Second, I agree that malpractice reform would not dramatically reduce costs in the vast health care system. Steven Brill's Time piece in March discussed numerous non-malpractice-related problems driving up costs. That doesn't mean malpractice law should not be reformed, just that it should be reformed for other reasons.
Third, and most significantly, I agree with the conclusion that the standard of care is a big part of the problem with med mal litigation. What is reasonable under the circumstances can be difficult to determine under banal circumstances. When applied to the practice of medicine, those complications multiply. Dr. Makary focuses on this as the cause of defensive medicine, and I'm sure it happens (though measuring it seems challenging). Moreover, the uncertainty created by the standard leads to delay and transaction costs as the parties genuinely dispute whether a health care provider acted reasonably under the circumstances. As to delay, the Studdert study referenced earlier found the average med mal claim spanned 5 years from occurrence to closing. As to transaction costs, the study found only 46 cents of every dollar went to claimants. Both these figures are consistent with prior studies.
Thus, the uncertain standard creates 3 problems. First, not all results are accurate. The Studdert study found an accuracy rate of determining medical errors (not quite the same as med mal, but close) at between 70 and 75 per cent. That is a better than random, but not great, particularly in light of the other 2 problems: delay (5 years on average) and transaction costs (running the system costs 54 cents of every dollar). This obviously creates potential problems for health care providers: the possibility of an erroneous adverse judgment, time spent worrying and not focused on health care, and high attorneys' fees/insurance premiums. To me, it is even worse for claimants. The Studdert study found 1 in 6 victims of medical error did not recover. In fact, the study found nonpayment of claims with merit occurred more frequently than did payment of claims that were not associated with errors or injuries. Moreover, a 5-year wait can be devastating to a claimant, particularly if there are large medical bills and lost wages involved.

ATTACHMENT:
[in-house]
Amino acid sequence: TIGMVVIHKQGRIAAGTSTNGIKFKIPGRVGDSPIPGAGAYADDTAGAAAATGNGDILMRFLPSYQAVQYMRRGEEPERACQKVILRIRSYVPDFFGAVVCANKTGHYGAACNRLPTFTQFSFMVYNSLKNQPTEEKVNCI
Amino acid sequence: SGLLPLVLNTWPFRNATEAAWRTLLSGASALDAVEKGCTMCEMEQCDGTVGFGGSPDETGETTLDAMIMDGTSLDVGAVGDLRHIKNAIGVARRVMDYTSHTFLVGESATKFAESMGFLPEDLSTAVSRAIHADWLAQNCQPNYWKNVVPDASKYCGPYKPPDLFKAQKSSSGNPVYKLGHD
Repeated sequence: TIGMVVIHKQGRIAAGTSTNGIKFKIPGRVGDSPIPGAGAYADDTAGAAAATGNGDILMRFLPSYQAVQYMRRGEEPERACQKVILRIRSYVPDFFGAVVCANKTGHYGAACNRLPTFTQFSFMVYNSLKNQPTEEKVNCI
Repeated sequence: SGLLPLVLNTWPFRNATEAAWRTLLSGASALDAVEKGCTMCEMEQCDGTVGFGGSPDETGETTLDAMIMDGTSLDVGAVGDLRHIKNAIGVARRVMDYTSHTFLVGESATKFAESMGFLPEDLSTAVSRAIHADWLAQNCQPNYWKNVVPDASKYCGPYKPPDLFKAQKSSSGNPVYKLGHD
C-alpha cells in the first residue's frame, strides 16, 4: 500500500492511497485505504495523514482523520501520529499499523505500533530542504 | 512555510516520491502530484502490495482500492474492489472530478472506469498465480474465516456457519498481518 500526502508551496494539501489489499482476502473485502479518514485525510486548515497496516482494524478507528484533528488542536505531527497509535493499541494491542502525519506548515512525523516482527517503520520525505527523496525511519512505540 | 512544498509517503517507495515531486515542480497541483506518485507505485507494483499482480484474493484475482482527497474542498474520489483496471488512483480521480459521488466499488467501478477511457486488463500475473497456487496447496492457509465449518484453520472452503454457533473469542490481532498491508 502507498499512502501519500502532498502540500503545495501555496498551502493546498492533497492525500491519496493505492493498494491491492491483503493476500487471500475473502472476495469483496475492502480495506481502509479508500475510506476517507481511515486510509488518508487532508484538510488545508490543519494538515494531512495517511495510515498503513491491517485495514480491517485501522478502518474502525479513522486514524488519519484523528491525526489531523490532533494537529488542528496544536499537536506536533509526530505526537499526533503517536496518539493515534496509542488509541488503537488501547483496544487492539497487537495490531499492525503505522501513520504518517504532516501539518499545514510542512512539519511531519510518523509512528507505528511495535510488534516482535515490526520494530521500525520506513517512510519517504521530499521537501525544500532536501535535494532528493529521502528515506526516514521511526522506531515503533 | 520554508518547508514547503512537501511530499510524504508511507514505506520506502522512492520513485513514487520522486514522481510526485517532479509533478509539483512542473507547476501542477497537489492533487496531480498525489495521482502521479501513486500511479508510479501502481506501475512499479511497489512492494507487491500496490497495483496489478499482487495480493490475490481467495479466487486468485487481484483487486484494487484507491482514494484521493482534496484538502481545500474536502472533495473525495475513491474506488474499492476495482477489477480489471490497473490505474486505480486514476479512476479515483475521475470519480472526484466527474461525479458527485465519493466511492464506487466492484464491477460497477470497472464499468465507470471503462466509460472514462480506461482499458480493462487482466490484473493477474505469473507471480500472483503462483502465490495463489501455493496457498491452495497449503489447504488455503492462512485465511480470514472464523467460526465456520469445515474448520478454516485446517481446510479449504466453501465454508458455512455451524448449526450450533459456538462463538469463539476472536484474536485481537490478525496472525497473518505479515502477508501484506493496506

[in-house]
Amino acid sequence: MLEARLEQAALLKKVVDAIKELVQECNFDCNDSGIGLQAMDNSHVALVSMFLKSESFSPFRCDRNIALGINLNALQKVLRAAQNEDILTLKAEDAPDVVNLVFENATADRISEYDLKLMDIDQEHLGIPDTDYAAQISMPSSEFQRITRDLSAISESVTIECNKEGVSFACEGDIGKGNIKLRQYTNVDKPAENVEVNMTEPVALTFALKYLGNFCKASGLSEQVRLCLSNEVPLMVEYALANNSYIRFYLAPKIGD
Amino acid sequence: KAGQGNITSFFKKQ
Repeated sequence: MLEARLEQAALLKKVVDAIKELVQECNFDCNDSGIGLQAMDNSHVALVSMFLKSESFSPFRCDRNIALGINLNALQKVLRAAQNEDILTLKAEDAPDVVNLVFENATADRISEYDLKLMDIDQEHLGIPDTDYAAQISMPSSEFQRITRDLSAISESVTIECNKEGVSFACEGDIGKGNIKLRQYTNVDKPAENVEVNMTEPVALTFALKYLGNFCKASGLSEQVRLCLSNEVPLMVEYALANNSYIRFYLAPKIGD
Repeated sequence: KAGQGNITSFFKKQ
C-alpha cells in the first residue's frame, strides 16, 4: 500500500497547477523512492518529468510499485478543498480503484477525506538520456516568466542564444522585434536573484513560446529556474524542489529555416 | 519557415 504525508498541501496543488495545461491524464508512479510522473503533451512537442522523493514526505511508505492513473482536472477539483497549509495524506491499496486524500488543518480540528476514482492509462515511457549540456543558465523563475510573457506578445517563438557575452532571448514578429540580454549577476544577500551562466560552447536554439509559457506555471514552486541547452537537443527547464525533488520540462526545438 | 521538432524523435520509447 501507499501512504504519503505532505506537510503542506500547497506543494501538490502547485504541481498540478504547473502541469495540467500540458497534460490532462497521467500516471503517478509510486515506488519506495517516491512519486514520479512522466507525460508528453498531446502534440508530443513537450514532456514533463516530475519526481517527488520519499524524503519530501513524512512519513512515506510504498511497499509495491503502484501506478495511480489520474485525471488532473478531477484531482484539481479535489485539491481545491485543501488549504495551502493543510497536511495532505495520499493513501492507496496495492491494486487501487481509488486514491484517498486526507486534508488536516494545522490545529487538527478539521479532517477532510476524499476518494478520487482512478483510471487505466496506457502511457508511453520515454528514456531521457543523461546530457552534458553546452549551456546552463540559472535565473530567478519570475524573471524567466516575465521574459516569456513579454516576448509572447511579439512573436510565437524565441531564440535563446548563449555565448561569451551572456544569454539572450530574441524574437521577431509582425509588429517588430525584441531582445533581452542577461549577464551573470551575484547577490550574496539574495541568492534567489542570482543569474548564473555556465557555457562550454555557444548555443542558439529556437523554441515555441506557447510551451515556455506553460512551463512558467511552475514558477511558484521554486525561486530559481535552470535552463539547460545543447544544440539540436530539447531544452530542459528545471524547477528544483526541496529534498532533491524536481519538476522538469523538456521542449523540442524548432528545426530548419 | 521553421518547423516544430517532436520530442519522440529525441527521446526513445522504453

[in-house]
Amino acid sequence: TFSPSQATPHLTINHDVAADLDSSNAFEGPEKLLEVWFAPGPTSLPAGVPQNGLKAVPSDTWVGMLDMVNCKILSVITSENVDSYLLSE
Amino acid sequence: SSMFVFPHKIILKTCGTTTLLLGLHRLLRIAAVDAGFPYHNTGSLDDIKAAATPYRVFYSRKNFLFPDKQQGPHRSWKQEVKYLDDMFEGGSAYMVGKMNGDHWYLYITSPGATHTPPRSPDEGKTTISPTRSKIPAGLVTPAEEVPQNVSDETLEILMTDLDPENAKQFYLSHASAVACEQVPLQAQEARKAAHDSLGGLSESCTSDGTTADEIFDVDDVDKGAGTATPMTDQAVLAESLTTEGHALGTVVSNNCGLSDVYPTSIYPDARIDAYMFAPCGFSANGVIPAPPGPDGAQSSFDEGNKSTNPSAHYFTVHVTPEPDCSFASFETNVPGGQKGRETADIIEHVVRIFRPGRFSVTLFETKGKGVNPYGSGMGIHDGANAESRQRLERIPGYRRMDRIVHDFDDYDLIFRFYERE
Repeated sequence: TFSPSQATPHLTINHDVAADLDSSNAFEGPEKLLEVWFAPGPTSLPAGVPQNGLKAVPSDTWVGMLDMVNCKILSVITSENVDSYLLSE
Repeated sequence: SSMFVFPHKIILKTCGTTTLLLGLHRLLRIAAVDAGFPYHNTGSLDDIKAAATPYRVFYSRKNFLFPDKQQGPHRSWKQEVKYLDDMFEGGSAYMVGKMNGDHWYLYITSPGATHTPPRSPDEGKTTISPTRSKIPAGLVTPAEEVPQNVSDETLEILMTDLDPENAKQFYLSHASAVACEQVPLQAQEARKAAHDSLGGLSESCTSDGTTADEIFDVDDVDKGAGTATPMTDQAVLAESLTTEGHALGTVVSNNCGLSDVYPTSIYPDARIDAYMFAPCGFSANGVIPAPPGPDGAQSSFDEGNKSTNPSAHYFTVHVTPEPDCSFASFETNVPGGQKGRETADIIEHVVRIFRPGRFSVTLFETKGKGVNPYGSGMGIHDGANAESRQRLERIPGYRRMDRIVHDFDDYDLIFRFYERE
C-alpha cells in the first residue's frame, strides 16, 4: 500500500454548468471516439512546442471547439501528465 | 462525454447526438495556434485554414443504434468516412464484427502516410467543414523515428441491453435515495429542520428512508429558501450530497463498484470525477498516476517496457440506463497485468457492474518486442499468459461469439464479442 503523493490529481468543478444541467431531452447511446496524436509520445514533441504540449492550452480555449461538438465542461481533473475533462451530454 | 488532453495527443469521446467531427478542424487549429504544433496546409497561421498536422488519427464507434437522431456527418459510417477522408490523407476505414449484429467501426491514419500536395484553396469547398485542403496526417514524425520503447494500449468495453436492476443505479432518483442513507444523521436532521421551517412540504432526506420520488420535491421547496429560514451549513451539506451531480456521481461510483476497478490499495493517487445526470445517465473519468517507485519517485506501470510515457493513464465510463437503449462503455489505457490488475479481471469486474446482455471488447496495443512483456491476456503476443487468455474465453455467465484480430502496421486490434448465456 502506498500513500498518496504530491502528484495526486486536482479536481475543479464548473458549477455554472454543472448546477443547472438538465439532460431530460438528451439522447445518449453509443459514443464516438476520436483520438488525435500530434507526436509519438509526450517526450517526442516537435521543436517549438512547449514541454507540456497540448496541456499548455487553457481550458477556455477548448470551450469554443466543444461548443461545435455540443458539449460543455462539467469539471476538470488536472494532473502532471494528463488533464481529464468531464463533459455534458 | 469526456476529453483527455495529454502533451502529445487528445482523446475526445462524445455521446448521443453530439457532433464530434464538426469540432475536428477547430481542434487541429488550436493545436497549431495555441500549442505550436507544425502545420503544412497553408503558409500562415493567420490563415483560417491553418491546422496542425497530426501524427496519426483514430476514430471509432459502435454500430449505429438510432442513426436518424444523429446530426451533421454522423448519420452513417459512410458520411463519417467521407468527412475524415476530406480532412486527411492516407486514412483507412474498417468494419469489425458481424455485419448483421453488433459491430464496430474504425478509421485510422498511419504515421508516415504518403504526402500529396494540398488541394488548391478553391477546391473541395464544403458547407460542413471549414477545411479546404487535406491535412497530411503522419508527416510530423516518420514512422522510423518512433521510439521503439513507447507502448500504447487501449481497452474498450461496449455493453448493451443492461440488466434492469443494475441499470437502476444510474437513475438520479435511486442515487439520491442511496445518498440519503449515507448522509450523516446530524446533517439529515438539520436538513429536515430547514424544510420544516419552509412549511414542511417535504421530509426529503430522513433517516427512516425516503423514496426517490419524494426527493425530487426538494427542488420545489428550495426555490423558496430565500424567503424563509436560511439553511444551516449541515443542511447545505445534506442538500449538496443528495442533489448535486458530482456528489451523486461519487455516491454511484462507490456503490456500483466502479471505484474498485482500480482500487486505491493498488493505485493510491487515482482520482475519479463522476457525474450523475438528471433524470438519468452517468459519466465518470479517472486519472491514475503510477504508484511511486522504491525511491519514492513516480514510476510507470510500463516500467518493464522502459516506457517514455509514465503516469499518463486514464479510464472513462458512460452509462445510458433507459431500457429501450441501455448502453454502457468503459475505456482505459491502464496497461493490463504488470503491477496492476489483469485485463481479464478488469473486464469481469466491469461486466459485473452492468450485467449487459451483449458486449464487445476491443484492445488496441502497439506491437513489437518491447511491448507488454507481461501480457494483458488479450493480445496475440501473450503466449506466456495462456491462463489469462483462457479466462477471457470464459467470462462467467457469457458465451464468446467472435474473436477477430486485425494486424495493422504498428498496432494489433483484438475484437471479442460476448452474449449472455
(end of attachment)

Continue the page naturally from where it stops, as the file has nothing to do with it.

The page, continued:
Instead of simply raising the standard to make it more difficult for claimants to recover (recall 1 in 6 already doesn't recover when s/he should), it makes sense to me to provide claimants and health care providers a voluntary way to opt out of the tort system and handle the claim more along insurance lines, paying economic loss and a modest amount for pain and suffering. New Hampshire's early offers law passed last June was a step in the right direction. It may not be perfect, but it is an improvement over the current system. I won't make a long post any longer, but those who are interested in New Hampshire's early offer law can go here, here, and here.
There is one other facet of the study that is interesting. The authors find a physician's years in practice and, most significantly, previous paid claim history had no effect on the odds of a catastrophic payout. Ted Frank mentioned this at Point of Law. I would not have expected a strong correlation, but the lack of any correlation is surprising to me.
Thursday, May 2, 2013
Yesterday the Florida House passed a med mal reform bill that restricts experts testifying against a defendant doctor to the same specialty, not just the same field. Bloomberg Businessweek has the story.
Wednesday, May 1, 2013
In Missouri, the Senate is debating whether to reinstate a cap on med mal damages after the Missouri Supreme Court ruled last year that a prior cap was unconstitutional. At this point, negotiations are "in limbo," with no vote after 8 hours of discussion. St. Louis Public Radio has the story (see also the San Francisco Chronicle)
Meanwhile, in Florida, the House is set to vote on a bill that would restrict the type of experts eligible to testify against a defendant doctor. See earlier posts here and here. The Jacksonville Business Journal has the story.
Friday, April 12, 2013
By a 27-12 vote, the Florida Senate passed SB 1792, requiring an expert against a defendant doctor to be in the same specialty as the defendant, not just the same field. The bill now goes to the Florida House. The Jacksonville Business Journal has the story.
Thursday, April 11, 2013
The Florida Senate is set to vote today on a tort reform package (SB 1792) that would make med mal cases more difficult to pursue. The major provision requires expert witnesses called against a defendant doctor to practice the exact same kind of medicine as the defendant instead of only being in a similar field. An AP story is here.
Friday, February 22, 2013